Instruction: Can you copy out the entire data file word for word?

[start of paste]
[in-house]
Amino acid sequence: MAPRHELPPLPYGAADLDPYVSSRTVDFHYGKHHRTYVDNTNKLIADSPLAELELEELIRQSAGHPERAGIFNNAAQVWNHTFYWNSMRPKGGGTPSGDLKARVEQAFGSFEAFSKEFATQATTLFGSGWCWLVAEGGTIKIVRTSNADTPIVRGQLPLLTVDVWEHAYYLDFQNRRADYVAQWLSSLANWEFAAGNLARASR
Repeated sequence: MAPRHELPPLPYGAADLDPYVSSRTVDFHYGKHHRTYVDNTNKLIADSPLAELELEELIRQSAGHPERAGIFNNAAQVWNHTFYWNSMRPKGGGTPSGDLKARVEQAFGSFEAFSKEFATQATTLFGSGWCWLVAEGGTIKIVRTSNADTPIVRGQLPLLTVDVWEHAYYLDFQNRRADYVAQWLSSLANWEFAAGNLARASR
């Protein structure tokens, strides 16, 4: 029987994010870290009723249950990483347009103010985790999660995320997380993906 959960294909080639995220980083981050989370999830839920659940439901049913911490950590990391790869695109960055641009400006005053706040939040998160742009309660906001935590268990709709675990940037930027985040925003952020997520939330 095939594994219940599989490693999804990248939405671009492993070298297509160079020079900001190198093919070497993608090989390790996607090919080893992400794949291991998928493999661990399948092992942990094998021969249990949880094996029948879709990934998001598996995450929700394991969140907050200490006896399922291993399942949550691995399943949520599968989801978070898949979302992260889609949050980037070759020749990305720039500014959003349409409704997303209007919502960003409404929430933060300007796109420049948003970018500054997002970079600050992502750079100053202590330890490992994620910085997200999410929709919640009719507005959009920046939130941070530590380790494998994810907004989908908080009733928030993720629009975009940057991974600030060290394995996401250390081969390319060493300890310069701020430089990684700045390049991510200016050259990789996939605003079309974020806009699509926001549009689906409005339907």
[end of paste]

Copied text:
[in-house]
Amino acid sequence: MAPRHELPPLPYGAADLDPYVSSRTVDFHYGKHHRTYVDNTNKLIADSPLAELELEELIRQSAGHPERAGIFNNAAQVWNHTFYWNSMRPKGGGTPSGDLKARVEQAFGSFEAFSKEFATQATTLFGSGWCWLVAEGGTIKIVRTSNADTPIVRGQLPLLTVDVWEHAYYLDFQNRRADYVAQWLSSLANWEFAAGNLARASR
Repeated sequence: MAPRHELPPLPYGAADLDPYVSSRTVDFHYGKHHRTYVDNTNKLIADSPLAELELEELIRQSAGHPERAGIFNNAAQVWNHTFYWNSMRPKGGGTPSGDLKARVEQAFGSFEAFSKEFATQATTLFGSGWCWLVAEGGTIKIVRTSNADTPIVRGQLPLLTVDVWEHAYYLDFQNRRADYVAQWLSSLANWEFAAGNLARASR
């Protein structure tokens, strides 16, 4: 029987994010870290009723249950990483347009103010985790999660995320997380993906 959960294909080639995220980083981050989370999830839920659940439901049913911490950590990391790869695109960055641009400006005053706040939040998160742009309660906001935590268990709709675990940037930027985040925003952020997520939330 095939594994219940599989490693999804990248939405671009492993070298297509160079020079900001190198093919070497993608090989390790996607090919080893992400794949291991998928493999661990399948092992942990094998021969249990949880094996029948879709990934998001598996995450929700394991969140907050200490006896399922291993399942949550691995399943949520599968989801978070898949979302992260889609949050980037070759020749990305720039500014959003349409409704997303209007919502960003409404929430933060300007796109420049948003970018500054997002970079600050992502750079100053202590330890490992994620910085997200999410929709919640009719507005959009920046939130941070530590380790494998994810907004989908908080009733928030993720629009975009940057991974600030060290394995996401250390081969390319060493300890310069701020430089990684700045390049991510200016050259990789996939605003079309974020806009699509926001549009689906409005339907």